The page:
I am proud to be serving as the president of the American Debate Association and one of the reasons for my strong commitment to this organization is its love for and support of college novice debate.  It is my hope that college novice debate continues to grow, and the ADA will support it wherever it exists. 

    Danielle O’Gorman is the Director of Debate at the United States Naval Academy and President of the American Debate Association.

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    Thank you posting this. As a former college policy debater and coach, the sentiment of pedagogical value certainly resonates. Within ADA have you experienced a significant difference in diversity and inclusion on the novice level? If possible, could you point me in the direction of research specifically focused on ADA diversity on the novice level? I recognize that the research may not exist--interested to know if I may have missed any new research in the last few years.

     

    Thanks in advance.

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    Hi--I'm not aware of any studies focused on ADA novice diversity vis-a-vis other novice divisions, either quantitatively or qualitatively, and certainly none done recently.  I think this would be a great area for future debate research.  

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    I heard ADA has a novice packet restricting what evidence novices can read.  But it's policy only arguments.  What would be your opinion on CEDA doing something similar, such as agreeing to use whatever packet the ADA came up with, or coming up with their own packet, such as, "both sides can only argue afropessimism"?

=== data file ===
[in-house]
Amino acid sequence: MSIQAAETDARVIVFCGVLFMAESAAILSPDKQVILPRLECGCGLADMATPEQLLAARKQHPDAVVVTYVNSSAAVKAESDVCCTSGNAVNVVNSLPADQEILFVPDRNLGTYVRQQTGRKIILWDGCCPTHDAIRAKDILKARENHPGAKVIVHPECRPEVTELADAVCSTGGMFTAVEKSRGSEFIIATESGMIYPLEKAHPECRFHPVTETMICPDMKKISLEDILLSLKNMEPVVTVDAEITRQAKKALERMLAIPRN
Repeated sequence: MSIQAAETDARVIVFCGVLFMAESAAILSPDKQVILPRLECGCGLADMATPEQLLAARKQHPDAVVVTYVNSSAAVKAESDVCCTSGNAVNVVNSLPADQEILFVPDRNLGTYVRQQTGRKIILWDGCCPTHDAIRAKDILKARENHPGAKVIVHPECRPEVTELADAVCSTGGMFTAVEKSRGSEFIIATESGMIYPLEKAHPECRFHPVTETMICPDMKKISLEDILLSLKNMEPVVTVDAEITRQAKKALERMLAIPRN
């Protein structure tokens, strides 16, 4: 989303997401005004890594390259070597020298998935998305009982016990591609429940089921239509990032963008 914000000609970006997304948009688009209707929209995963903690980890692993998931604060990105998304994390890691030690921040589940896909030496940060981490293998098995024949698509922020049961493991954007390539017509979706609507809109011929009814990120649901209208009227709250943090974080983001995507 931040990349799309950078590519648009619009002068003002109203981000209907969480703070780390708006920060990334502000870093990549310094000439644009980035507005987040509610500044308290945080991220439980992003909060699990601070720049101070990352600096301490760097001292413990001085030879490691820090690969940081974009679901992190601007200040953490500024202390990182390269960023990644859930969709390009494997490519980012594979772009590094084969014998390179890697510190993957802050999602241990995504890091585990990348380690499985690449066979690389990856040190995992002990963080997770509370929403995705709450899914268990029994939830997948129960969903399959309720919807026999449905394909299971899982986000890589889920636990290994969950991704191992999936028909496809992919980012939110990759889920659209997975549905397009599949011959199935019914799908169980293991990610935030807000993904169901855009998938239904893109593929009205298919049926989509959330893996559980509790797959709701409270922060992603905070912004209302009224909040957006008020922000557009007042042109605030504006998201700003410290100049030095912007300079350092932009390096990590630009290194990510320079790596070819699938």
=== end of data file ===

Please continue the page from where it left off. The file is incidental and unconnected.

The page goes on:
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  • Similar Content

    • By Mike Davis
      Institutions of higher learning all have mission statements and make public proclamations that espouse the value of developing critical thinking skills, creating engaged citizens, and building rigorous educational programming. Policy debate programs help universities meet these requirements like nothing else can. When done well full-service policy debate programs are more academically rigorous than any class students will take, and when combined with an extensive public debate program have the potential to engage the entire student body.
       
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      Honestly, this is not a problem that would have led to our budget increase. The university would have been fine at the budget level we were at with us having a half dozen successful teams at the junior varsity and open levels. The thing they really cared about were our public debate and outreach efforts. The simple truth is that for really good public debates you need to have experienced students and if more and more of our debaters were sticking around it meant that we would have no new debaters to train for public debates in the future. I made the argument that if you want to have a robust public debate program in three years we need to recruit and train those students as first year students and that work could not be done without a budget increase.